Blake and Mouton Managerial Grid - Five Leadership Styles

Fri, 04/24/2009 - 19:20 -- Umar Farooq

One of the well-known approaches to leadership style is the Blake and Mouton managerial grid. It was developed some years ago by Robert Blake and Jane mouton.  Building on previous research that showed the importance of a manger’s having concern both for production and for people, Blake and Mouton devised a clever device to dramatize this concern. This grid, shown in the Figure, has been used throughout the world as a means for training managers and of identifying various combinations of leadership styles.

Understanding Managerial Grid Model

There are two dimensions of Blake Mouton managerial grid the first dimension concern for people and concern for production.  As Blake and Mouton have emphasized, their use of the phrase “concern for” is meant to convey “how managers are concerned about production” or “how they are concerned about people”, and no such thing as how much production they are concerned about getting out of a group.

Concern for production includes the attitudes of supervisors toward a wide variety of things, such as:

  1. Quality of policy decision
  2. Procedures and processes
  3. Creativeness of research
  4. Quality of staff workers
  5. Work efficiency and
  6. Volume of output.

Concern for people is likewise interpreted in a broad way. It includes such elements as:

  1. Degree of personal commitment toward goal achievement
  2. Maintenance of the self-esteem of workers
  3. Placement of responsibilities on the basis of trust rather than obedience
  4. Provision of good working conditions and
  5. Maintenance of satisfying interpersonal relations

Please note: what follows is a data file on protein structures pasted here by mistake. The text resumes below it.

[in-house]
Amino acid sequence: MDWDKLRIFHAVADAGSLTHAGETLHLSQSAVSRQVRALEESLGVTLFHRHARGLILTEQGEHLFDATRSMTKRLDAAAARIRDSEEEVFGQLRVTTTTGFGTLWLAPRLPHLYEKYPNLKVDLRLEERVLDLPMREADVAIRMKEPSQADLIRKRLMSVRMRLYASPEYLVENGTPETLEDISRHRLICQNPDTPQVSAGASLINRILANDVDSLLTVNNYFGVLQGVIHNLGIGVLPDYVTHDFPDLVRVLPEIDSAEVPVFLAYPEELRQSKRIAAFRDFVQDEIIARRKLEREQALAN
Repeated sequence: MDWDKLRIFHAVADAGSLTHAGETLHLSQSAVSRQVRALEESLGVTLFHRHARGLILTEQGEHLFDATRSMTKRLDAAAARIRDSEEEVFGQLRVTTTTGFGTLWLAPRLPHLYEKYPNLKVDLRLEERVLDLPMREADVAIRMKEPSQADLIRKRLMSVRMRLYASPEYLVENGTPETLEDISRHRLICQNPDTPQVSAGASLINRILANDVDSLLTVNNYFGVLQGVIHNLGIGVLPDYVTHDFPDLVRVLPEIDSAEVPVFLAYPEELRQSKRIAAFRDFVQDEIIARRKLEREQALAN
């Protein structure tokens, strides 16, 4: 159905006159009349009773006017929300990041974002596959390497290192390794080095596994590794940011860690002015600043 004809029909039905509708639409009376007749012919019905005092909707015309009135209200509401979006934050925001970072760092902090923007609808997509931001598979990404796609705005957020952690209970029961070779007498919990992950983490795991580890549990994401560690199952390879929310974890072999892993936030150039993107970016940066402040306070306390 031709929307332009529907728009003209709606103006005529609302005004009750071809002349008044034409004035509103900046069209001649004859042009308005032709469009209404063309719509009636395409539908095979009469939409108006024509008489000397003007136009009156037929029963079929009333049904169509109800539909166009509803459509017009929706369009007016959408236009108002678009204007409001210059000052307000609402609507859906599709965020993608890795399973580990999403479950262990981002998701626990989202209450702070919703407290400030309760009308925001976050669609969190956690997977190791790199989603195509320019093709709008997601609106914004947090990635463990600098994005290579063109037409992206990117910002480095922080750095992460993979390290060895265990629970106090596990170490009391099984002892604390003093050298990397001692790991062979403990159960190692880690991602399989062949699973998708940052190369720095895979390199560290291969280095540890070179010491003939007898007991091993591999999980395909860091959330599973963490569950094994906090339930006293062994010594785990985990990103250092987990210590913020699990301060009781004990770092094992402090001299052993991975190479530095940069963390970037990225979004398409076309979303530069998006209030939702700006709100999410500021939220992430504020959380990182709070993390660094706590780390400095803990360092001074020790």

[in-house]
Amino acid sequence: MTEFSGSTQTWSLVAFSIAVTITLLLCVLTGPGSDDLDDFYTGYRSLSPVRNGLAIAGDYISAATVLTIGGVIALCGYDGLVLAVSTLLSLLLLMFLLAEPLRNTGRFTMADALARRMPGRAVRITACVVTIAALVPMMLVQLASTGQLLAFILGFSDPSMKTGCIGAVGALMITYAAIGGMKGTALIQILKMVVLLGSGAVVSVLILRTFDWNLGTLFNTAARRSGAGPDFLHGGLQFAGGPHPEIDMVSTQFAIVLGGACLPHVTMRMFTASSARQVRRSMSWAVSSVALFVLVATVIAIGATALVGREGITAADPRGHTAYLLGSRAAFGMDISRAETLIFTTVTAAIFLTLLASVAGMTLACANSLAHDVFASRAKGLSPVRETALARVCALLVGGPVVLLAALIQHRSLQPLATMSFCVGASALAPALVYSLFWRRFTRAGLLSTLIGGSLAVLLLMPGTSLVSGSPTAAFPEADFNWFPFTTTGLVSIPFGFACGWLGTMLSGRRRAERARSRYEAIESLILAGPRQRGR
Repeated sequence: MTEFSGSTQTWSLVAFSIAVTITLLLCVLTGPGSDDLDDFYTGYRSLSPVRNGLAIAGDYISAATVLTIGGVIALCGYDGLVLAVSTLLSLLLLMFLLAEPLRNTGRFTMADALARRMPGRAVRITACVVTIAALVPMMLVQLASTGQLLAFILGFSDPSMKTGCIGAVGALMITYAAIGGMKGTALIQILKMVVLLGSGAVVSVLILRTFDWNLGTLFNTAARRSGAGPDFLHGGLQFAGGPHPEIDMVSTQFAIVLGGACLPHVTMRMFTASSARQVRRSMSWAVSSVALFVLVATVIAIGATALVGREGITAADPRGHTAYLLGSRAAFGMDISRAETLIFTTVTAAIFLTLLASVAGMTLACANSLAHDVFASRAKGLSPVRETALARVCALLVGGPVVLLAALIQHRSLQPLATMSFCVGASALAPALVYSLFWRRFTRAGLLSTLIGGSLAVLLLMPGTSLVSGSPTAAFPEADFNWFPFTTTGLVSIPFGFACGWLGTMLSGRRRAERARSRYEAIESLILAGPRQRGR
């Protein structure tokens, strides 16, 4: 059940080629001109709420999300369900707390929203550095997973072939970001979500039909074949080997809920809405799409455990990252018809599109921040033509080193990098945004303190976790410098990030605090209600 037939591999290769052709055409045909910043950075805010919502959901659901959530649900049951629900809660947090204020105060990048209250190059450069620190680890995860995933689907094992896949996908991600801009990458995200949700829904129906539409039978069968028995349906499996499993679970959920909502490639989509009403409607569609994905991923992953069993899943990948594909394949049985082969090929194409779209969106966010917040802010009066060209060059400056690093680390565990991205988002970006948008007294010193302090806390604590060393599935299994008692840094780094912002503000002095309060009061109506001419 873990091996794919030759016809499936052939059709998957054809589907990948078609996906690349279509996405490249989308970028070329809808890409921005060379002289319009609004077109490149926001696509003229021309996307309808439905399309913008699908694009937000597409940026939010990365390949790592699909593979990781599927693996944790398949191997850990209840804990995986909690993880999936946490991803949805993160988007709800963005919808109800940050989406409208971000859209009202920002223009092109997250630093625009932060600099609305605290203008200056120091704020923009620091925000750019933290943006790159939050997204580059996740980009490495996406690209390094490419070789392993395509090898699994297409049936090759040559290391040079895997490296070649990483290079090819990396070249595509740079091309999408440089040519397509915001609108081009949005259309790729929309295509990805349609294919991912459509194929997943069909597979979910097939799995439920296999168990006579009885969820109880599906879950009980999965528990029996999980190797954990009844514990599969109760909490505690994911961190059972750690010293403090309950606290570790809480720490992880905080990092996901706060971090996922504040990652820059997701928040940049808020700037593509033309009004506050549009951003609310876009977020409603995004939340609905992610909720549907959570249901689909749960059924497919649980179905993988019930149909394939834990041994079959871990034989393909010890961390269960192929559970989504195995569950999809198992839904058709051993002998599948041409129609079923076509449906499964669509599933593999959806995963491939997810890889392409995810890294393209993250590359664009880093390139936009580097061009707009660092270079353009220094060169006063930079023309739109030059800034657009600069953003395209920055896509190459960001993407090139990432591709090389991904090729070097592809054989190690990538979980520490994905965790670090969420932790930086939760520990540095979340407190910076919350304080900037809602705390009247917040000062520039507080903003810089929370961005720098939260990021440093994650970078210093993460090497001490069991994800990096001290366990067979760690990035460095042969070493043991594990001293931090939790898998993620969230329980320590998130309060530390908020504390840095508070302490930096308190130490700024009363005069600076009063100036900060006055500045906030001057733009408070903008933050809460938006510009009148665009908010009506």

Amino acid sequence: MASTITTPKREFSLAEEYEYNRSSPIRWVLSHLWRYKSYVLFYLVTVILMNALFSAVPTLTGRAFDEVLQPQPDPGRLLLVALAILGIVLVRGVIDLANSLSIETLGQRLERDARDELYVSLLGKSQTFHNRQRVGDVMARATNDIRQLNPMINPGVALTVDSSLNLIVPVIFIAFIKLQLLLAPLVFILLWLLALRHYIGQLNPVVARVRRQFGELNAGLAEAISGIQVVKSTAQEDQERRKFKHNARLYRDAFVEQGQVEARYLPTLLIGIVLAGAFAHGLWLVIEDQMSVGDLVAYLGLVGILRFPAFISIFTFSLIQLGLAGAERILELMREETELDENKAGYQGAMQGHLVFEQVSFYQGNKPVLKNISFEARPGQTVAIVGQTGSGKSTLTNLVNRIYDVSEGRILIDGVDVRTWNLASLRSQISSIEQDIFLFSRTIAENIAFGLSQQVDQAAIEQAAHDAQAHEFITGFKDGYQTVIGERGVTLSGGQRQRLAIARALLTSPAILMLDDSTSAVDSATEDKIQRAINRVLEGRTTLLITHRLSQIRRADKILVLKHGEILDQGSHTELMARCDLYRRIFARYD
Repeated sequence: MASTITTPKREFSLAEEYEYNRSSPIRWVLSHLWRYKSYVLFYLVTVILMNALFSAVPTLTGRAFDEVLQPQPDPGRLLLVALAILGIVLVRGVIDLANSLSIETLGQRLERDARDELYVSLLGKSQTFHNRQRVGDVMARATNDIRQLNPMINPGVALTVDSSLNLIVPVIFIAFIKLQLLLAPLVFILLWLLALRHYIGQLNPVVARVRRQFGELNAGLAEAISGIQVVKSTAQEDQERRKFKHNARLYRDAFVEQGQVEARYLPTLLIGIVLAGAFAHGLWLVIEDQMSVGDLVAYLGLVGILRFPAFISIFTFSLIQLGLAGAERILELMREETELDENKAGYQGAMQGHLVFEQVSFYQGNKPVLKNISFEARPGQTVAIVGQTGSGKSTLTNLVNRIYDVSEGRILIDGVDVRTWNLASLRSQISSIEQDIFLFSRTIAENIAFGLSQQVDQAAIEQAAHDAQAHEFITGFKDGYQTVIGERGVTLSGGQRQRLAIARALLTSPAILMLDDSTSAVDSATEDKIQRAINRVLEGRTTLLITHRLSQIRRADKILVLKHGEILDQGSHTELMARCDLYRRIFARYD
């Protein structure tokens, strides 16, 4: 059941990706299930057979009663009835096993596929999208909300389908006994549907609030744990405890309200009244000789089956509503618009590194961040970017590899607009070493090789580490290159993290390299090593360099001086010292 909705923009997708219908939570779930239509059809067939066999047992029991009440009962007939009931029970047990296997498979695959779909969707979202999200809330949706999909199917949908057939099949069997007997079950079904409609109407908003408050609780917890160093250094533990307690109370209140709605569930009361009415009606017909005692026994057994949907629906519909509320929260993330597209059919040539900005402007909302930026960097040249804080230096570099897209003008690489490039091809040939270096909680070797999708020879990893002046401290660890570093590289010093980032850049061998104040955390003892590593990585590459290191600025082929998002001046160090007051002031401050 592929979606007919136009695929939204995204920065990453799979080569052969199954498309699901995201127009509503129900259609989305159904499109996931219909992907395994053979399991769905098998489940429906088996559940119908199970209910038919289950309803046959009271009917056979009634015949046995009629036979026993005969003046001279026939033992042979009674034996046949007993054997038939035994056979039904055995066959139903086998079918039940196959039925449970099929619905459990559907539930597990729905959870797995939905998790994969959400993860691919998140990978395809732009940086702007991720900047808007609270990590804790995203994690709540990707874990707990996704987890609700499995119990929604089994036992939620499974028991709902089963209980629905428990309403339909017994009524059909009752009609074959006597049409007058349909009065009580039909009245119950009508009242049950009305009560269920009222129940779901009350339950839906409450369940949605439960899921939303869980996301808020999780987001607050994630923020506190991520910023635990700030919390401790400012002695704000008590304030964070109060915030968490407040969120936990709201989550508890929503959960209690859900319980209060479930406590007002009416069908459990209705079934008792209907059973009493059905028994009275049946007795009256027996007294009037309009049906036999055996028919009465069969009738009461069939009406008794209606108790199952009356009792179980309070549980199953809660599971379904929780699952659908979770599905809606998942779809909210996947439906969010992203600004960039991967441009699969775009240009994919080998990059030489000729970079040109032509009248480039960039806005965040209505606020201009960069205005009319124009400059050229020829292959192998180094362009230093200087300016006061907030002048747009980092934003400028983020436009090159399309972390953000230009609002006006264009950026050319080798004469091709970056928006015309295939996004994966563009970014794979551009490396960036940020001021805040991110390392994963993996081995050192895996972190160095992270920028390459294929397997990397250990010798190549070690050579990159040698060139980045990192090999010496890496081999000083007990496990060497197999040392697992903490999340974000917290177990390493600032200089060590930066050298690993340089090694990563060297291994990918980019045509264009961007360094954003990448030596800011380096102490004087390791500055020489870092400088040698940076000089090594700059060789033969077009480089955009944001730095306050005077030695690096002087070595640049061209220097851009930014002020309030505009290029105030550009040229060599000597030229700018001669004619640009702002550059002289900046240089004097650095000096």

Blake and Mouton Managerial Grid Model

The following are Blake and Mouton five leadership styles.

Impoverished Leadership.  Under 1.1 style (referred to as impoverished management, managers concern themselves very little with either people or production and have minimum involvement in their jobs; to all intents and purpose they have abandoned their jobs and only mark time or act as messengers communicating information from superiors to subordinates. 

Team Leadership.  At the other extreme are the 9.9 managers who display in their actions the highest possible dedication both to people and to production.  They are the real team mangers who are able to mesh the production needs of the enterprise with the needs of individuals.

Country Club Leadership. Another style is 1.9 management (called Country Club Management” by some in which managers have little or no concern for production but are concern only for people.  They promote an environment in which everyone is relaxed friendly and happy and no one is concerned about putting forth coordinated effort to accomplish enterprise goals.

Autocratic Leadership. At another extreme are the 9.1 managers sometimes referred to as autocratic mangers”) who are concerned only with developing an efficient operation. They have little or no concern for people, and who are quite autocratic in their style of leadership.

Middle of the Road Leadership. By using these four extremes as points of reference, every managerial technique, approach or style can be place somewhere on the gird.  Clearly, 5.5 managers have medium concern for production and for people.  They obtain adequate, but not outstanding, morale and production. They do to set goals too high, and they are likely to have a rather benevolently autocratic attitude toward people.

The blake and mouton managerial grid is a useful framework and tool for identifying and classifying leadership styles, but it does not tell us why a manger falls into one art or another of the grid. To determine the reason one has to look at underlying causes, such as the personality characteristics of the leader or the followers, the ability and training of managers, the enterprise environment and other situational factors that influence how leader and followers act.